Incentives are not appropriate in all contexts. When it comes to breast screening, the right way forward is for all payers to offer incentives for using optimized evidence-based decision aids—irrespective of the ultimate decision in favor or against screening. Doing so promotes autonomy by minimizing regret that may result both from having and not having undergone screening. Incentivized active choice can furthermore assist with reducing disparities between income and educational groups.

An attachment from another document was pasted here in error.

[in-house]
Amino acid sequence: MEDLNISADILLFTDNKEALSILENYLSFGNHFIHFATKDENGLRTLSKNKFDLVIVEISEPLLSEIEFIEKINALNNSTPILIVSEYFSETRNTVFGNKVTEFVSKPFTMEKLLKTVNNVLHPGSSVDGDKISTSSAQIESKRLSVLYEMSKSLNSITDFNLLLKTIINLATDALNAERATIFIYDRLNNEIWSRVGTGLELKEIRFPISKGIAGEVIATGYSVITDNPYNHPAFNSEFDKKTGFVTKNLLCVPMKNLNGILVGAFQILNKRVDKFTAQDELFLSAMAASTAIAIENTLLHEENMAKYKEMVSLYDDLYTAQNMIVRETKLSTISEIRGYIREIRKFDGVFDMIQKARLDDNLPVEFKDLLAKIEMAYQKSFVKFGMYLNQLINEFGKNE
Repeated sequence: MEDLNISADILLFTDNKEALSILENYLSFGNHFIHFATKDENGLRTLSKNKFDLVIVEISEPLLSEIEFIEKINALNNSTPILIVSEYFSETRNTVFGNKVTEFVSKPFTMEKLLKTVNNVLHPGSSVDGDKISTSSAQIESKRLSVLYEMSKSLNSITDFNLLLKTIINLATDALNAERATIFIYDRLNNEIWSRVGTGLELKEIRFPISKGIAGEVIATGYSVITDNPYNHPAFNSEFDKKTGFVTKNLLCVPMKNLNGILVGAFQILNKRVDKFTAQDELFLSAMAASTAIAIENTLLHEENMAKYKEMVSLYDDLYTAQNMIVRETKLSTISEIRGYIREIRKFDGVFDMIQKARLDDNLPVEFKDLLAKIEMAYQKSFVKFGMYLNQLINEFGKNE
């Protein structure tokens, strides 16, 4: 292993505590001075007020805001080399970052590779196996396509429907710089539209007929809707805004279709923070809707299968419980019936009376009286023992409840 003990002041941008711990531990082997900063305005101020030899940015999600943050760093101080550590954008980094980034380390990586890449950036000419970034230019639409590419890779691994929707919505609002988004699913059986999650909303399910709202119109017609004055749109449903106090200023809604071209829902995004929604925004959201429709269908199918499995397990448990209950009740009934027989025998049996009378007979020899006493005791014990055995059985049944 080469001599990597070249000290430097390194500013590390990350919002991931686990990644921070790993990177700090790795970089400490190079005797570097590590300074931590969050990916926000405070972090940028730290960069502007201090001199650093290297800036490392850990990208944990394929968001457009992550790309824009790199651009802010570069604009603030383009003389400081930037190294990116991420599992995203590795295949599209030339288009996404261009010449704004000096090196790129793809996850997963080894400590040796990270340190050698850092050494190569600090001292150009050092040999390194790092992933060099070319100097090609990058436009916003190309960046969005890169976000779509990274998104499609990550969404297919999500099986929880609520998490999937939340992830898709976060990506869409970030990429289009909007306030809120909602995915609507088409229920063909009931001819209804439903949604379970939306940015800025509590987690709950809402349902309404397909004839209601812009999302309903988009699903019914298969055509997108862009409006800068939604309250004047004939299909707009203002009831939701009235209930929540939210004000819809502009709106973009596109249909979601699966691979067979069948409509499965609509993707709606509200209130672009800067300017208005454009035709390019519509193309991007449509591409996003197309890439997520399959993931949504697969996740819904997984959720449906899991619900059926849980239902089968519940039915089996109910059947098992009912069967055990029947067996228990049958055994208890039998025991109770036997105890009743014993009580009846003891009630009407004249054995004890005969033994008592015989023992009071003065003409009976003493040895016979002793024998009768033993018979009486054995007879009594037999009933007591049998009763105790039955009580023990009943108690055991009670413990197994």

Policy makers implementing the Institute of Medicine’s recommendation by making mammography completion rates a priority measure should complement this initiative with measuring the informedness of decision making. A focus on completion rates alone is ethically misguided given that the balancing of potential benefits and harms is highly preference sensitive.